Those currently eligible will still be able to get the benefit if they register by the end of the year
Portugal’s prime minister António Costa announced in October that the country would be terminating its non-habitual resident tax regime, which provided reduced tax benefits for foreigners moving to Portugal for the first 10 years.
What is the NHR Tax Regime?
In 2009, the government passed a tax scheme to increase Portugal’s global competitiveness and attract foreign investment via tax exceptions on almost all foreign sources of income, tax-free transactions and other benefits. Digital nomads and Tech Visa holders spending a minimum of 183 days in the country were also eligible to apply. Come January 1st, 2024, the regime will be discontinued, though still applicable to individuals already registered as NHR and apply for the tax law program by December 31st, 2023. Those already benefiting from the law will not be affected by it.
Why the change?
The overturning of the regime came after increased pressure from the country’s left-leaning politicians who maintained that Portugal had already reaped all possible benefits of the tax law, which was introduced at a time of the country’s financial decline. The government believes that, after serving its purpose, the tax regime now contributes to Portugal’s rapidly rising housing costs and inflation. In an interview with CNN Portugal, Prime Minister Costa called it “a biased way of inflating the housing market.”
The move comes not too long after significant changes were made to Portugal’s popular Golden Visa residency program, citing the same reasons. Opponents argue that discouraging foreign investment will do little to curtail the high cost of living. The government has been under pressure with the country’s current housing crisis.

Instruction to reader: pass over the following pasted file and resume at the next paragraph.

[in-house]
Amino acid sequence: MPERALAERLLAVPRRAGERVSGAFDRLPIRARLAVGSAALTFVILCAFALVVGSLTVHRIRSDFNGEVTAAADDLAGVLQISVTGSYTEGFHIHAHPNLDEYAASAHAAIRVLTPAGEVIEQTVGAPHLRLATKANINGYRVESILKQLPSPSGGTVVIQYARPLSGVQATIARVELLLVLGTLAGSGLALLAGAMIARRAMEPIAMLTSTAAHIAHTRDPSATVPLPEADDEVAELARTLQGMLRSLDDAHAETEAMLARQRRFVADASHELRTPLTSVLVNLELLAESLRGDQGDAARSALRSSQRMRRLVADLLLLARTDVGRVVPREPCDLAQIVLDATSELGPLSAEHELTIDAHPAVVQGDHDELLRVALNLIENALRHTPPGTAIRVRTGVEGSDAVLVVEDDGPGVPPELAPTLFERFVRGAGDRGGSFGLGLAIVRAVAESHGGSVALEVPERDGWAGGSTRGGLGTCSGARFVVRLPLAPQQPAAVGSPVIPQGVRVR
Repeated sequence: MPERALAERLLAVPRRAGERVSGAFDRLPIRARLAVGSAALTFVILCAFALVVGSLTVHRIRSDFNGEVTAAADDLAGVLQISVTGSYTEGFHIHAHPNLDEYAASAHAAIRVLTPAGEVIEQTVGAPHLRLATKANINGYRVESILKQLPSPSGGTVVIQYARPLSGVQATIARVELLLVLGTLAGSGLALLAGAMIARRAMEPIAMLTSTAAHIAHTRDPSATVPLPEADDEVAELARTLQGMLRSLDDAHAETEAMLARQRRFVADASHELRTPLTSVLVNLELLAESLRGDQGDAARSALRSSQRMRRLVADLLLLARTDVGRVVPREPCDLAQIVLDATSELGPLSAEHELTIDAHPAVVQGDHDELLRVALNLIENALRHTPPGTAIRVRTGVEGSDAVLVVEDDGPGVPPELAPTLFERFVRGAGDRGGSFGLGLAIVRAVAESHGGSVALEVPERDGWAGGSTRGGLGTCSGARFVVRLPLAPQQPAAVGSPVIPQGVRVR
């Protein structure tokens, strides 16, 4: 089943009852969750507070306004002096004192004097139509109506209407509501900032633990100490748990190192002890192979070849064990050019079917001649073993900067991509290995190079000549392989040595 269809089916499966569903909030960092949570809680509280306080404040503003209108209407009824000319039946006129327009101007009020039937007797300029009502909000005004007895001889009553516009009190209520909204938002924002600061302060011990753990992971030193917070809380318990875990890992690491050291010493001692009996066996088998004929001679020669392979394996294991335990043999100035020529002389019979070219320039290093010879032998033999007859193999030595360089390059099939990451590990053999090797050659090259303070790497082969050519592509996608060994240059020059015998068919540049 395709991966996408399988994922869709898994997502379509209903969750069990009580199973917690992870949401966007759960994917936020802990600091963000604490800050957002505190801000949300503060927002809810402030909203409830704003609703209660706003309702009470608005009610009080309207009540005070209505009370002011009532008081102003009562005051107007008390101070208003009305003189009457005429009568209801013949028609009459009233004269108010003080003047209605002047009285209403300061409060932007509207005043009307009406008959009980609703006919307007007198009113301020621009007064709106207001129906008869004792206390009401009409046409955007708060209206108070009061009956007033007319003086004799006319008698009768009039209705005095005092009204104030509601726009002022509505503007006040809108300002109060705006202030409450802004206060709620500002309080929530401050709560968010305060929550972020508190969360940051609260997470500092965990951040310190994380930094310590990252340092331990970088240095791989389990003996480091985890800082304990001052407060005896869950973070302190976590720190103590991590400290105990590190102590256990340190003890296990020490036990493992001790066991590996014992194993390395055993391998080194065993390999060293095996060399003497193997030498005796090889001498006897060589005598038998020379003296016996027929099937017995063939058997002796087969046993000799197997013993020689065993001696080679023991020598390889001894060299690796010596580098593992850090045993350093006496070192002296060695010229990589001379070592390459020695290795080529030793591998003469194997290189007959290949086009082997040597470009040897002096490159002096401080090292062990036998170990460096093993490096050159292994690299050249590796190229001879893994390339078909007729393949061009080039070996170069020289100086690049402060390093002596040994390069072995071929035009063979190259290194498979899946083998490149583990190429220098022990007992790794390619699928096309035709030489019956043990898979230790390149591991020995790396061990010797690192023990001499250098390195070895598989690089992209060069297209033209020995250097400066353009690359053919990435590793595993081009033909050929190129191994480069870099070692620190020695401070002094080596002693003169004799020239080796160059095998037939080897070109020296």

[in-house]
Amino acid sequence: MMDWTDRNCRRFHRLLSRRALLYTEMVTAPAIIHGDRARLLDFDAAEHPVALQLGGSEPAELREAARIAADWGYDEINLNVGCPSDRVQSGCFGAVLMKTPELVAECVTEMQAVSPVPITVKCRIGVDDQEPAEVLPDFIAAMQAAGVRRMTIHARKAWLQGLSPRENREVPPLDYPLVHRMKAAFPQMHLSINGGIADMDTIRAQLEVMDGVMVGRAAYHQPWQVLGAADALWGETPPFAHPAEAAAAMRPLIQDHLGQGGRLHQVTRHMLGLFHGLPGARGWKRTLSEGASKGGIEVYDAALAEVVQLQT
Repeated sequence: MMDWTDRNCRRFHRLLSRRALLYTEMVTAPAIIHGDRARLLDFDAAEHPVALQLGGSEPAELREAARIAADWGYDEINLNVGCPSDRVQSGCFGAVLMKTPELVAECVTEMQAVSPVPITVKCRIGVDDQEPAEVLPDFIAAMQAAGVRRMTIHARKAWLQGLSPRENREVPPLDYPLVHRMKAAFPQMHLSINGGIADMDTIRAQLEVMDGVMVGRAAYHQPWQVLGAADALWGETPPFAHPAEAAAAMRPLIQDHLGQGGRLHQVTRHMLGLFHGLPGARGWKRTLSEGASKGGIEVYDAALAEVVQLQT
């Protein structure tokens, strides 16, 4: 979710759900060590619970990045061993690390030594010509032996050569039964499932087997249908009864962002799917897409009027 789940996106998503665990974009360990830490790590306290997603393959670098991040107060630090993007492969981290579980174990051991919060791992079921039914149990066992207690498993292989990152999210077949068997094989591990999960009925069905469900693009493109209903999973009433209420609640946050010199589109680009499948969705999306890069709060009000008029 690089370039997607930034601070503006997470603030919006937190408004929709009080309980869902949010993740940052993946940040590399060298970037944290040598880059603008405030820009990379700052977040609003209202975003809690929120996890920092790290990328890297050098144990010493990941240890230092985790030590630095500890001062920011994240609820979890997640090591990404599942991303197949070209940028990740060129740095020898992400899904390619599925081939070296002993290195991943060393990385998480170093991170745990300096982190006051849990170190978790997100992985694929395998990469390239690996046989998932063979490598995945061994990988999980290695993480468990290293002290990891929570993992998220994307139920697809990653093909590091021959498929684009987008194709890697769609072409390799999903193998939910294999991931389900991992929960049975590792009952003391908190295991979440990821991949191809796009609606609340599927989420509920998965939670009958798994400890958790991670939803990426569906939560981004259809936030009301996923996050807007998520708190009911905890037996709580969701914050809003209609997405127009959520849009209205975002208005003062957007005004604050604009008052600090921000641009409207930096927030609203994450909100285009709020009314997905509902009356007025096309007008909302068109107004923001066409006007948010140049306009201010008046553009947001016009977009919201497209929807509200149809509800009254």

Portugal has long been a favored destination for high-net-worth individuals seeking a new home, retirement, or an additional residency. The country offers an array of benefits, including a favorable climate, rich cultural heritage, and a high quality of life.
Those looking to relocate to the Western European paradise should not be deterred by the new ruling. The conclusion of the NHR tax regime does not mean that Portugal is closing its doors to foreign residents. In the same budget proposal, the government introduced an “incentive to scientific research and innovation” for specific categories of professionals. Additionally, Portugal’s commitment to a transparent and efficient tax system ensures that residents, both old and new, can navigate fiscal responsibilities with clarity. Finally, it bears repeating that while time is running out, it is not too late for qualified individuals to register for an NHR status and still receive full 10 years of tax benefits.
While the end of the Non-Habitual Resident tax regime marks a shift in Portugal’s approach to attracting foreign residents, the country’s appeal remains strong. Portugal continues to be a welcoming destination, offering a rich lifestyle, diverse cultural experiences, and alternative immigration pathways for those seeking to call this country home. As Portugal evolves, so do the opportunities for those looking to invest and reside in the vibrant and dynamic nation.